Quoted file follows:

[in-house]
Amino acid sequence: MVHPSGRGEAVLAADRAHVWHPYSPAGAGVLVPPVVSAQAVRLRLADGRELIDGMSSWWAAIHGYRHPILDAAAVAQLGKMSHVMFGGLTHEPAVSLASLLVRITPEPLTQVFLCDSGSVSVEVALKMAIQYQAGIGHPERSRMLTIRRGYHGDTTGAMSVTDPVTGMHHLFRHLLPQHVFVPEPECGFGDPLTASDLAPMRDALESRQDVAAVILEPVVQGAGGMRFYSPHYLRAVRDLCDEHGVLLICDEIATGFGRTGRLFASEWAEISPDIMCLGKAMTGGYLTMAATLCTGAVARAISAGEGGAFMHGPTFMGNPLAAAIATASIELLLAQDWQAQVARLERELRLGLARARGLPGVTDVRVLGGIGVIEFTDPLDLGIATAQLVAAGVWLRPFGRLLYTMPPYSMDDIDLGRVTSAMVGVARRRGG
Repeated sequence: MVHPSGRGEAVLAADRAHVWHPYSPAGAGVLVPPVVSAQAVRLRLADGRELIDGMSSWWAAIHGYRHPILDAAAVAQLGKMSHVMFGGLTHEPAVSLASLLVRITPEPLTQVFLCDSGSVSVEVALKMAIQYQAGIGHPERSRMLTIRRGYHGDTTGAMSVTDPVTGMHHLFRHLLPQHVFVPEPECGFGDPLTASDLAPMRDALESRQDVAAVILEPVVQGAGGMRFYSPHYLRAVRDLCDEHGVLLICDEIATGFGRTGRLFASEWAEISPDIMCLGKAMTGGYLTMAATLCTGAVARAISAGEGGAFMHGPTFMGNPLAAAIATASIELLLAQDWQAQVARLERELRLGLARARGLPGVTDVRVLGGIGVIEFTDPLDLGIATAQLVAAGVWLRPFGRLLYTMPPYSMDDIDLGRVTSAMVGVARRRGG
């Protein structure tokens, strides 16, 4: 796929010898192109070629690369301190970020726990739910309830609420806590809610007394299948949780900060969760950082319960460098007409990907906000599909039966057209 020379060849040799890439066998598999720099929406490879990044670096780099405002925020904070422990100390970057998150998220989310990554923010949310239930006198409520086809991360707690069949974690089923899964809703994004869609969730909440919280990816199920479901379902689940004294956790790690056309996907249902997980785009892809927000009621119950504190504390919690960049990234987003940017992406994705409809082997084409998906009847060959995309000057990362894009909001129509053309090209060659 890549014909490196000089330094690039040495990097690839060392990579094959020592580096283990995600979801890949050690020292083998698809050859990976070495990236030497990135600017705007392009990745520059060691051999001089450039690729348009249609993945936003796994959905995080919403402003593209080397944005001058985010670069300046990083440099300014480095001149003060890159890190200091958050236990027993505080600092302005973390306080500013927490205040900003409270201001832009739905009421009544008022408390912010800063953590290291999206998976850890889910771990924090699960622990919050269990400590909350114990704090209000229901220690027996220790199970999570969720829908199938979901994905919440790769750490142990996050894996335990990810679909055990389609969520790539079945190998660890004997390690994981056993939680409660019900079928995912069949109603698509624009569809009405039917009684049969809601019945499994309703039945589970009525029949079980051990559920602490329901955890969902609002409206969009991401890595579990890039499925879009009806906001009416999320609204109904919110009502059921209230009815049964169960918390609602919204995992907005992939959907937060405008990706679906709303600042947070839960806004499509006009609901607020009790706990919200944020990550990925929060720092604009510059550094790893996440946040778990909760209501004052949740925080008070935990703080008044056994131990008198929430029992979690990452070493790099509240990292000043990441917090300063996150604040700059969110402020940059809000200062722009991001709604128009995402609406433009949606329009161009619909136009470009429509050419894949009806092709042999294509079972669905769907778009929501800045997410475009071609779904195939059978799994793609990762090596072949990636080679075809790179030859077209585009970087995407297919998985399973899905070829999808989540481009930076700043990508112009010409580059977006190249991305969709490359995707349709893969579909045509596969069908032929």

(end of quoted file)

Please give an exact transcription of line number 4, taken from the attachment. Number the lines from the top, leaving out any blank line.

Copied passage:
């Protein structure tokens, strides 16, 4: 796929010898192109070629690369301190970020726990739910309830609420806590809610007394299948949780900060969760950082319960460098007409990907906000599909039966057209 020379060849040799890439066998598999720099929406490879990044670096780099405002925020904070422990100390970057998150998220989310990554923010949310239930006198409520086809991360707690069949974690089923899964809703994004869609969730909440919280990816199920479901379902689940004294956790790690056309996907249902997980785009892809927000009621119950504190504390919690960049990234987003940017992406994705409809082997084409998906009847060959995309000057990362894009909001129509053309090209060659 890549014909490196000089330094690039040495990097690839060392990579094959020592580096283990995600979801890949050690020292083998698809050859990976070495990236030497990135600017705007392009990745520059060691051999001089450039690729348009249609993945936003796994959905995080919403402003593209080397944005001058985010670069300046990083440099300014480095001149003060890159890190200091958050236990027993505080600092302005973390306080500013927490205040900003409270201001832009739905009421009544008022408390912010800063953590290291999206998976850890889910771990924090699960622990919050269990400590909350114990704090209000229901220690027996220790199970999570969720829908199938979901994905919440790769750490142990996050894996335990990810679909055990389609969520790539079945190998660890004997390690994981056993939680409660019900079928995912069949109603698509624009569809009405039917009684049969809601019945499994309703039945589970009525029949079980051990559920602490329901955890969902609002409206969009991401890595579990890039499925879009009806906001009416999320609204109904919110009502059921209230009815049964169960918390609602919204995992907005992939959907937060405008990706679906709303600042947070839960806004499509006009609901607020009790706990919200944020990550990925929060720092604009510059550094790893996440946040778990909760209501004052949740925080008070935990703080008044056994131990008198929430029992979690990452070493790099509240990292000043990441917090300063996150604040700059969110402020940059809000200062722009991001709604128009995402609406433009949606329009161009619909136009470009429509050419894949009806092709042999294509079972669905769907778009929501800045997410475009071609779904195939059978799994793609990762090596072949990636080679075809790179030859077209585009970087995407297919998985399973899905070829999808989540481009930076700043990508112009010409580059977006190249991305969709490359995707349709893969579909045509596969069908032929």